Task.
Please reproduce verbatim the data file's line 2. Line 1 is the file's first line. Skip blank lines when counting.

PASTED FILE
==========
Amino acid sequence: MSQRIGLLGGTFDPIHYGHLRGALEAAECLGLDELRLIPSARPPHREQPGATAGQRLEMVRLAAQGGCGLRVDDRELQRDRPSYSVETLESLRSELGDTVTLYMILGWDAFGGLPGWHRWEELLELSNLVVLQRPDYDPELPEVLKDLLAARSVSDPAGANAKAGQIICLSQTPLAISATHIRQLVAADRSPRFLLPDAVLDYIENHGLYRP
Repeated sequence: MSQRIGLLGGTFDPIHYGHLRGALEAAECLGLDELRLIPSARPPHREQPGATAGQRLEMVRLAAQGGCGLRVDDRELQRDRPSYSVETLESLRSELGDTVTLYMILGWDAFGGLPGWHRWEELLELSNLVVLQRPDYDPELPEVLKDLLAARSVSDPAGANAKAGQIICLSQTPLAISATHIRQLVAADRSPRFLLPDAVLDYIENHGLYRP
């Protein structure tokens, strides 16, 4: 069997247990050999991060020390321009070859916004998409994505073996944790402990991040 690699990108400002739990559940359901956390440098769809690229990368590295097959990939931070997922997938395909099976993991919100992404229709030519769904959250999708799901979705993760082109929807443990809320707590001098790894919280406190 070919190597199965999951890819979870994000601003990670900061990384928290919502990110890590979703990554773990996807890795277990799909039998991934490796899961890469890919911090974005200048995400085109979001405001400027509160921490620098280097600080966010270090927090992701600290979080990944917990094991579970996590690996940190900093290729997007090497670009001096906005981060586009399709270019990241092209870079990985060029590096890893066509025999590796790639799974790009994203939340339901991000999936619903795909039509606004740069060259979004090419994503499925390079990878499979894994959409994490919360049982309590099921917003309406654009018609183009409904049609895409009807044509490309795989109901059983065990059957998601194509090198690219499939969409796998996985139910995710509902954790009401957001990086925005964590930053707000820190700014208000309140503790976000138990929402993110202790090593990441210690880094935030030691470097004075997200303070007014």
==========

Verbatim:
Repeated sequence: MSQRIGLLGGTFDPIHYGHLRGALEAAECLGLDELRLIPSARPPHREQPGATAGQRLEMVRLAAQGGCGLRVDDRELQRDRPSYSVETLESLRSELGDTVTLYMILGWDAFGGLPGWHRWEELLELSNLVVLQRPDYDPELPEVLKDLLAARSVSDPAGANAKAGQIICLSQTPLAISATHIRQLVAADRSPRFLLPDAVLDYIENHGLYRP